Internet Trademark Case Summaries
Am. Online, Inc. v. IMS
24 F. Supp. 2d 548 (E.D. Va. 1998)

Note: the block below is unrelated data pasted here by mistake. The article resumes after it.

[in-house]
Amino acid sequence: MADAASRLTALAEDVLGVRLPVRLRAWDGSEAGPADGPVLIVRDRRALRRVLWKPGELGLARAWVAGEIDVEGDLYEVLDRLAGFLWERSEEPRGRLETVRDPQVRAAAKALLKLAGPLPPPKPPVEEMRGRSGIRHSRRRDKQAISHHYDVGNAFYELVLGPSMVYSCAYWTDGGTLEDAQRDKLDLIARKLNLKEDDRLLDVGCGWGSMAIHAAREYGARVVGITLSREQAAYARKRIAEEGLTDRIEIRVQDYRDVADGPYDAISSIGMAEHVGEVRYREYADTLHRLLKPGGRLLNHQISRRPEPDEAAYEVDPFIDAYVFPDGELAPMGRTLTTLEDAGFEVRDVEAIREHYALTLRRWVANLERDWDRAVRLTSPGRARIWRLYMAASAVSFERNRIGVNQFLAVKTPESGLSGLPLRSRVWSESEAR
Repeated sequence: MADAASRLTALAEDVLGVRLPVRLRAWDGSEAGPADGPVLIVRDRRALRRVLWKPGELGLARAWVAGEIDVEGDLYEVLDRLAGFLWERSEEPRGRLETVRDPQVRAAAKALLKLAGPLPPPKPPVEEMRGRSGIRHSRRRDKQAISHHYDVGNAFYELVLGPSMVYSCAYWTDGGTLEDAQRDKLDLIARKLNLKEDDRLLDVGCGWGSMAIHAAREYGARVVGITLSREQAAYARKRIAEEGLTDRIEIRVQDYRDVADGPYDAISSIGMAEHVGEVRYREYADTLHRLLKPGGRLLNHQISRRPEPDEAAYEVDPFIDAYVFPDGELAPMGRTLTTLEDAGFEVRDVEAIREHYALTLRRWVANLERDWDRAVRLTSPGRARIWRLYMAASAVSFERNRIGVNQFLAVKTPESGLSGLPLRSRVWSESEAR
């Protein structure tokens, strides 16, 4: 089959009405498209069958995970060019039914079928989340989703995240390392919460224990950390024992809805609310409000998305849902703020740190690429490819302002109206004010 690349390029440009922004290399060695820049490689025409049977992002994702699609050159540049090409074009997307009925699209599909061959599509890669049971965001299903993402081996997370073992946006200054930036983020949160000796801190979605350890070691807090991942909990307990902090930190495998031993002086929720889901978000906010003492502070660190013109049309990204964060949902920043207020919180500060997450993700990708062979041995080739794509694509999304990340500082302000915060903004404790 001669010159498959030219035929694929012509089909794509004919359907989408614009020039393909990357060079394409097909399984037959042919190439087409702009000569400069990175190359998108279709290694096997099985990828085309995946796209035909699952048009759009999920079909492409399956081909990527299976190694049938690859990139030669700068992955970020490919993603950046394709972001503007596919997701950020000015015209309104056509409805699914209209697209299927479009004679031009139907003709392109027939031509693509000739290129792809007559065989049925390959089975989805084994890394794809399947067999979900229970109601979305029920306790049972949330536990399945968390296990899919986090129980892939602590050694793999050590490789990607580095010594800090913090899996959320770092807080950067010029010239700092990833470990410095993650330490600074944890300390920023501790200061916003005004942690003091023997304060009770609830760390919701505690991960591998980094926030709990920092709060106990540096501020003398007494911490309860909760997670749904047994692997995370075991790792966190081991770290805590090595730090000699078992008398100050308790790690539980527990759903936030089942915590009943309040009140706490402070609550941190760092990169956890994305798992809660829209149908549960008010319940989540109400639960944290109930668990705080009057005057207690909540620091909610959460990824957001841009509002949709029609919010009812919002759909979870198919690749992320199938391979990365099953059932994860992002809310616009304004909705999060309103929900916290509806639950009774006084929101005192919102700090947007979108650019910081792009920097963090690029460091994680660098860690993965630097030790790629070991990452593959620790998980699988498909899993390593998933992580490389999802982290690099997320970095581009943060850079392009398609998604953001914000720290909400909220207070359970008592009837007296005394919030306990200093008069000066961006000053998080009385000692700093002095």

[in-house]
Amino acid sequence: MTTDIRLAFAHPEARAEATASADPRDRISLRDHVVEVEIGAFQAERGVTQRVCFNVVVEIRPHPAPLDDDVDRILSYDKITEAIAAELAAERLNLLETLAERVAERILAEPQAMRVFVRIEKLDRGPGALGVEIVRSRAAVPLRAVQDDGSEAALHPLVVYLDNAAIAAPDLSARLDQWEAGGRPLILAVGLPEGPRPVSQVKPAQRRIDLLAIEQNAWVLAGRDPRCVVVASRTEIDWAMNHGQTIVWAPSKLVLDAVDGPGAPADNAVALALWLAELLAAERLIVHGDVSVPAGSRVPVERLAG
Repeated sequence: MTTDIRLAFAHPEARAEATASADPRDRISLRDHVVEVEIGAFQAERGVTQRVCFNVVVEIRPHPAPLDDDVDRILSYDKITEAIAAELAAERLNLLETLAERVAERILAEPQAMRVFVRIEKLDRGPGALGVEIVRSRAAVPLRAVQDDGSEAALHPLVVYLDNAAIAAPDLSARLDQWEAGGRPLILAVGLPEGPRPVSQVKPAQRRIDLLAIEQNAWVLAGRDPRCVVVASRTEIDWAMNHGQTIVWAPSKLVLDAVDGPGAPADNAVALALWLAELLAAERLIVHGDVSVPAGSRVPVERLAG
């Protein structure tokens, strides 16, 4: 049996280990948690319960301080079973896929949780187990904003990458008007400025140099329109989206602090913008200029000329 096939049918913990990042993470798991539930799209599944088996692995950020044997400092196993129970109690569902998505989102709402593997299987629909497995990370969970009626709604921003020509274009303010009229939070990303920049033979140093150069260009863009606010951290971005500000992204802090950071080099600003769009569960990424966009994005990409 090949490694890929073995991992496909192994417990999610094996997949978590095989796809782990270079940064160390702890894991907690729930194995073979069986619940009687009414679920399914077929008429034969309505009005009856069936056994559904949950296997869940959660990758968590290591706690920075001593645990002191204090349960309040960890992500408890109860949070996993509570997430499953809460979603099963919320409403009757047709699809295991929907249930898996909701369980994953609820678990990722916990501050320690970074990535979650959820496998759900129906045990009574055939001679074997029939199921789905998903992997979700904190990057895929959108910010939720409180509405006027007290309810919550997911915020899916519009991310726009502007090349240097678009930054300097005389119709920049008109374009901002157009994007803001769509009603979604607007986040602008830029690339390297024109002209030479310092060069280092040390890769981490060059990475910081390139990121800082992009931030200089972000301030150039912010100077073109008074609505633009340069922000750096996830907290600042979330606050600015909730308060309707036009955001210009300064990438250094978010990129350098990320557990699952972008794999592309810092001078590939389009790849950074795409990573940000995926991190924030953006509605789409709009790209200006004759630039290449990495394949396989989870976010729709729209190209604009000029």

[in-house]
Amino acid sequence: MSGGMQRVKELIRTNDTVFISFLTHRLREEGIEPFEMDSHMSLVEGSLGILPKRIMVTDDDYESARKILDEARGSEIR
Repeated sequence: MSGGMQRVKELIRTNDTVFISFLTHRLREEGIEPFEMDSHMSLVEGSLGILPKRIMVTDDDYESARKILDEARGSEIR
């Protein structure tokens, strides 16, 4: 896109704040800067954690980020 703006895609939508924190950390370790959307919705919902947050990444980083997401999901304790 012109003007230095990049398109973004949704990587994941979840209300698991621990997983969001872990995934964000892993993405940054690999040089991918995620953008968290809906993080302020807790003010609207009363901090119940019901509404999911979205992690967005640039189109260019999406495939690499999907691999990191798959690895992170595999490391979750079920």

Defendant sent 60 million spam e‑mail messages to America Online (“AOL”) subscribers, many containing “aol.com” as a falsified return address in the header. AOL sued for false designation of origin, trademark dilution, and various state-law claims, including trespass to chattels. The court first held that defendant’s unauthorized contact with AOL’s computer network, coupled with the resulting injury to business goodwill and the diminished value in AOL’s possessory interest in its computer network, constituted trespass to chattels under Virginia law. It then found that defendant’s use of “aol.com” in the headers of the spam messages would deceive people into thinking that AOL sponsored or approved of defendant’s bulk e‑mailing practices, which constituted false designation of origin under the Lanham Act. Finally, the court held that defendant tarnished AOL’s famous mark. AOL alleged that it received over 50,000 complaints regarding defendant’s spamming practices, which indicated that consumers created negative associations between AOL and defendant. The court granted summary judgment for AOL on these claims.